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New Teachers Online: How-To Articles:
Teach Early Childhood Literacy
Getting Started in Early Literacy With Read Aloud
Miriam Bissu

Read aloud is an important part of the day in every early childhood classroom. It affords the teacher an invaluable opportunity to establish an environment for literacy learning to take place in his/her classroom. It enables the teacher to demonstrate a love of books, words, stories, poems, and discovery of new ideas and knowledge. As the teacher reads, he/she models intonation, phrasing, reading with understanding, and making observations, comments, and connections. (S) He invites students to do the same by posing open-ended questions and responding enthusiastically to student responses. Children learn that reading is part of everyday social interaction. Read aloud provides your students with a common experience over which they can bond! They can begin to form friendships based on their discussions and responses to books read aloud in class. Love of reading becomes infectious!

Selecting a Read Aloud:

Read Aloud selections should be slightly above the reading level of the children. Books are chosen for the quality of their writing, age appropriateness, and relevance to the curriculum and literacy needs of the children.

Sharon Taberski's On Solid Ground (Heinemann, 2000) provides some excellent suggestions on how to select Read Alouds to demonstrate specific strategies for whole class instruction. She provides a list of books that can be used to teach these strategies.

I would suggest that all books be previewed for their teaching points. It is helpful to practice reading the books aloud as well. In general, Read Aloud selections teach students to:
  • Listen
  • Read for information
  • Read for enjoyment and pleasure
  • Read for meaning: character, plot, setting, theme
  • Appreciate author's style and use of language
  • Make predictions based on text, knowledge of story, and genre
  • Become social and bond with others
  • Share responses to literature
  • Make connections to literature
  • Refer back to the text to substantiate ideas (accountable talk)
  • Acquire skills and strategies: decoding, cueing systems, and self-monitoring and correcting, using semantic, syntactic and visual cues as required by the text.
  • Connect to other curriculum areas

Modeling Book Talks with Read Alouds:

If children are to learn to bond with others through books and to love reading, they need to learn to talk about books in a thoughtful and enlightened way. Read Aloud is an excellent time to model how people discuss and connect to books.

You might want to choose a book you love and that you think the children will enjoy. Start your lesson by sharing your thoughts and feelings for the book: "I want to read one of my favorite books to you today. I love it because the author.. " Give a reason why you are fond of the book without revealing too much about it. As you read the book, invite children to comment about the text and illustrations. Respond to the text in a natural and excited way yourself. Make comments and ask the children to make predictions at key points in the text. Model for them making predictions based on the text so that they learn to do this early on.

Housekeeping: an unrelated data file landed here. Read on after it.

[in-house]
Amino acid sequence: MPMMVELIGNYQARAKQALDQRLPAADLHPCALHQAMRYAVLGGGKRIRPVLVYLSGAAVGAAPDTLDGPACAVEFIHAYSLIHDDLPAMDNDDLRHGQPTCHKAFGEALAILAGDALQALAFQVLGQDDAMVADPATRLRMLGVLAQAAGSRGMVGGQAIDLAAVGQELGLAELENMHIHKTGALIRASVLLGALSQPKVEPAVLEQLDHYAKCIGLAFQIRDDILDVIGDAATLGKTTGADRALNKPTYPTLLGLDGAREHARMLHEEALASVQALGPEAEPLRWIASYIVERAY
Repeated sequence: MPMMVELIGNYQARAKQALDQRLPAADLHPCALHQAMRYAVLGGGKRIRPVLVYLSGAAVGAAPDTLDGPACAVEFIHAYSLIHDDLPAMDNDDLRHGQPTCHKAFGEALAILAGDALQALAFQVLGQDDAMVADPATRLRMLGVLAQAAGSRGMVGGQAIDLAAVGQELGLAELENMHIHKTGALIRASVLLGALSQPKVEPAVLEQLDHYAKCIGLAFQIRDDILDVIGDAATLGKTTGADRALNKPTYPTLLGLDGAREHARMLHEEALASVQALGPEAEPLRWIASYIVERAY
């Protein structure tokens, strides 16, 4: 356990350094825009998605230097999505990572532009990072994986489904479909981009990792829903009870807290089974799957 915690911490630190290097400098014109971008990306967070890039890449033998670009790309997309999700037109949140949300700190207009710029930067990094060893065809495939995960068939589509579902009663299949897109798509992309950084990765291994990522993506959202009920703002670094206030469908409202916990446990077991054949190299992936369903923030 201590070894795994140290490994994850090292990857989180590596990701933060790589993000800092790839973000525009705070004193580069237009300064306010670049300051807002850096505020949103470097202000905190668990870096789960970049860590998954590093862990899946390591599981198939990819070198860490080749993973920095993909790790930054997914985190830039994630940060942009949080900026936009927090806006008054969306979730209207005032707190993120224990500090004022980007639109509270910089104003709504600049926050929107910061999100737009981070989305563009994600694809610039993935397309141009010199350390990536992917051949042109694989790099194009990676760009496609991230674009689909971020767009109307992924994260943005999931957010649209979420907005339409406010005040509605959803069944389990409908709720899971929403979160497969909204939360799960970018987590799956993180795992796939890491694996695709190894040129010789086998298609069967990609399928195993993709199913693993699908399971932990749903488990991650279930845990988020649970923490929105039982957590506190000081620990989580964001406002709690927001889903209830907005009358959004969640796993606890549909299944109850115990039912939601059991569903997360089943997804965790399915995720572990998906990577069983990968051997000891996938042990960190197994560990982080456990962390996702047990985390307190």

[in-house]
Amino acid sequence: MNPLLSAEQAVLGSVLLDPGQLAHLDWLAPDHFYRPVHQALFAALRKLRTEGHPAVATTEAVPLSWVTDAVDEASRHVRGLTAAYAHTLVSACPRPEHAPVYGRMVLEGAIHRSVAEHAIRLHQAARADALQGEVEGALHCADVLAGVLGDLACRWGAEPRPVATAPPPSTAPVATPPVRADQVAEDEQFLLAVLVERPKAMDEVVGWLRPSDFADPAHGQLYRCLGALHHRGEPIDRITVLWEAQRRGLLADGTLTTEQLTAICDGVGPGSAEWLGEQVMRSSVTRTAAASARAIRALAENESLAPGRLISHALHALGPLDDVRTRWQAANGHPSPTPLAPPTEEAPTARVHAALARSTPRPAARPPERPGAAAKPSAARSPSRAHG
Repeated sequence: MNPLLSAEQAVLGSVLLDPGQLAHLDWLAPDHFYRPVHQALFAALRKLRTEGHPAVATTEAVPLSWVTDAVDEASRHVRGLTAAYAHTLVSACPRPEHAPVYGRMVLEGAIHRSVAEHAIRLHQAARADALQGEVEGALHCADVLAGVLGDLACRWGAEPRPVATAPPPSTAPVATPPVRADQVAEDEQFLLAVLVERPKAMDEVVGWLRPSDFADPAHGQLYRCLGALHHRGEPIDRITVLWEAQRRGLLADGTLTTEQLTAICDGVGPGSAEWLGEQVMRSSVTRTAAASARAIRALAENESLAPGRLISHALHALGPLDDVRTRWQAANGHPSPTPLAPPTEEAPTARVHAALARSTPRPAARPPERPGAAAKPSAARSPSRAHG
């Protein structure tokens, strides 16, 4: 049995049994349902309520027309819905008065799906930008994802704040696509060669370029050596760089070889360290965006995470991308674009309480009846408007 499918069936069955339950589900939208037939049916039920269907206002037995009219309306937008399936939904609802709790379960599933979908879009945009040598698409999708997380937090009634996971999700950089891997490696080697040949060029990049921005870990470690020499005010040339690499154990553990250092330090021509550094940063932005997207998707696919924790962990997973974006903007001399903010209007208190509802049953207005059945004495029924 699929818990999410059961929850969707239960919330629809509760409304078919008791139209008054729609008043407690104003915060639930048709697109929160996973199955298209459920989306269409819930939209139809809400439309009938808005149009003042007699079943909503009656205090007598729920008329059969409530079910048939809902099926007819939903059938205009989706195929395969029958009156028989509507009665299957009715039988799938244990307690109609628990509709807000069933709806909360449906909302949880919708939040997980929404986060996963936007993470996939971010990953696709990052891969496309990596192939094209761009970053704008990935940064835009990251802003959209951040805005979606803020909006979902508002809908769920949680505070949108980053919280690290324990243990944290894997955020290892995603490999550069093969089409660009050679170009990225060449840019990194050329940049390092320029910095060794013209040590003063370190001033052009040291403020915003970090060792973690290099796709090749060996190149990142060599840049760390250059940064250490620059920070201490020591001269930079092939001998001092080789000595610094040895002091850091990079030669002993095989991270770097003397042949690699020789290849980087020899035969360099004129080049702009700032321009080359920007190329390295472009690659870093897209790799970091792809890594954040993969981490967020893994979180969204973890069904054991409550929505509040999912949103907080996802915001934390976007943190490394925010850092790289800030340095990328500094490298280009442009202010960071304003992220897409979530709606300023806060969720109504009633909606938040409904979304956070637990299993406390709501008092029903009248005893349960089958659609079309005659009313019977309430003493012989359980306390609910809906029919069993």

Generate a list of starters for comments on chart paper and hang it in the Read Aloud area. Model them for your students and practice their use.

  • This part reminds me of.
  • This character reminds me of.
  • This author reminds me of.
  • I see a similarity between this book and the author's other book.
  • I remember when something like that happened to me.
  • I always think of ____ when I read this part.
  • My favorite part is when___ because.
  • I love the part when.
  • My favorite part is when the character says.
  • I could really connect to this character because.
  • I could visualize.
  • When I read that part I saw..
  • The author uses words and phrases that created images in my mind.
  • I figured out the setting from the part when the author wrote.
  • The author gave us clues to the characters.
  • I liked when the author.

Some Suggested Titles to Get Started

At the beginning of the school year I like to start a collection of books I enjoy that will help my students adjust to school and make friends with other students in the class. After I finish a book I allow it to be taken home or be shared by two or more students. What follows is a list of some books you might want to use to get started with read aloud.

Miss Nelson is Missing-Harry Allard and James Marshall
Arthur Series-Marc Brown
Hey! Get Off Our Train-John Burningham
Eric Carle books
In the Tall, Tall Grass-Denise Fleming
Barnyard Banter-Denise Fleming
Chrysanthemum-Kevin Henkes
Best Friends for Frances-Russell Hoban
Bread and Jam for Frances-Russell Hoban
Ezra Jack Keats books
Miss Spider's Tea Party-David Kirk
Miss Spider's ABC-David Kirk
Frog and Toad series-Arnold Lobel
Alphabatics-Suse MacDonald
If You Give a Mouse a Cookie-Laura Joffee Numeroff
David Goes to School-David Shannon
A Bad Case of Stripes-David Shannon
The Hating Book-Charlotte Zolotow

 

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